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Dave Latchaw Interview by Ravi V Chhabra





Ravi V Chhabra-fnbworld By Ravi V. Chhabra



Dave Latchaw is the one pianist who has been enthralling us by going LIVE on facebook in these lonesome times of Corona. His piano style is distinctive and replete with improvisation and instantly challenges and changes the mood of the audiences. 

Besides being a teacher and a composer, he has abundant affection for his dogs. An alumni of the Berkeley College of Music, Dave has been doing funk gigs, teaches piano and composes music. His recent album ‘Reflections’ is an amalgamation of his finest solo compositions. We at bring some elements of Dave’s musical journey.  



Dave Latchaw-fnbworld-interview


Ravi V. Chhabra:  Your childhood memories of family, music, initiation into music and specifically the piano?

Dave Latchaw: My earliest music memories are playing improvised piano concerts at the age of 3 or 4 for my grandmother, when we would visit her farm. My great grandmother played piano and my parents liked music. Dad was into opera and classical music and my mom liked a variety of styles but was drawn to pop music of the 1940’s and 1950’s.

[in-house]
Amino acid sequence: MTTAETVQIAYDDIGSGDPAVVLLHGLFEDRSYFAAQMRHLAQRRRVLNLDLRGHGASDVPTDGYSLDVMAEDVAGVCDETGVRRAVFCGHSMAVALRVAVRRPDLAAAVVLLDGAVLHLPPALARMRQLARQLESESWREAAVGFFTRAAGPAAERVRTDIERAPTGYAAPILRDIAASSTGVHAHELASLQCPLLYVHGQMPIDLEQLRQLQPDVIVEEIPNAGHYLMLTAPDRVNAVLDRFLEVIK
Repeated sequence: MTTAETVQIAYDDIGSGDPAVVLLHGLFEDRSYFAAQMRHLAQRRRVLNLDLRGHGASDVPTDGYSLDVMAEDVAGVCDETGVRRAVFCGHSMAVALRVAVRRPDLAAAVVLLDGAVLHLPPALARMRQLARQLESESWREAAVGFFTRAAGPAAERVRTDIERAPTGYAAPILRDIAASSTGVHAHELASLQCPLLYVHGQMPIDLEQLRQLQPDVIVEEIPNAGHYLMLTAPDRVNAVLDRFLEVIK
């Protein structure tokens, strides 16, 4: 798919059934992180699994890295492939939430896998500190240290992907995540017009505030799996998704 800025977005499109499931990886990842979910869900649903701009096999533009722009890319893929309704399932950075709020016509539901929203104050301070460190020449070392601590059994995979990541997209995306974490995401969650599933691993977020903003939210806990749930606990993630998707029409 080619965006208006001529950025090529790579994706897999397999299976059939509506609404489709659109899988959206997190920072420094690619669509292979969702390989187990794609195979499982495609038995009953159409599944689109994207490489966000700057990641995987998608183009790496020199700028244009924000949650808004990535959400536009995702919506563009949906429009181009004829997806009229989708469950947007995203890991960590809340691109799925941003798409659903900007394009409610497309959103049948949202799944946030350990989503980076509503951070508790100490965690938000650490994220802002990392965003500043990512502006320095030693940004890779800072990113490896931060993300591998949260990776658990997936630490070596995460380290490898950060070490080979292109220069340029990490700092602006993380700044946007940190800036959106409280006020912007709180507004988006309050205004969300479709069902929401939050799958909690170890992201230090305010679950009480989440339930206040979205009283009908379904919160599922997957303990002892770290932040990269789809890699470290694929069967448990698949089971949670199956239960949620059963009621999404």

By the time I was 10, my folks bought a piano and had me start piano lessons. I had basic piano lessons for a few years. I was also  playing the Tuba in the school band. When I was a Freshman, I heard the school jazz band for the first time and I was immediately hooked. I was always into music, but this was the first jazz I ever heard.


I was lucky to study with Scott Stroman while in high school. Scott became the Director of the London Jazz Orchestra. Our school program led by Peter Bottomley was amazing, especially considering it was in a small town in Indiana – Kendallville. I am sure I was drawn to the sound of the piano and the accessibility of the instrument. It is so simple and complex at the same time. The piano layout makes perfect sense, black and white, low to high. One can basically get results early on playing the piano yet spend a lifetime on trying to master it.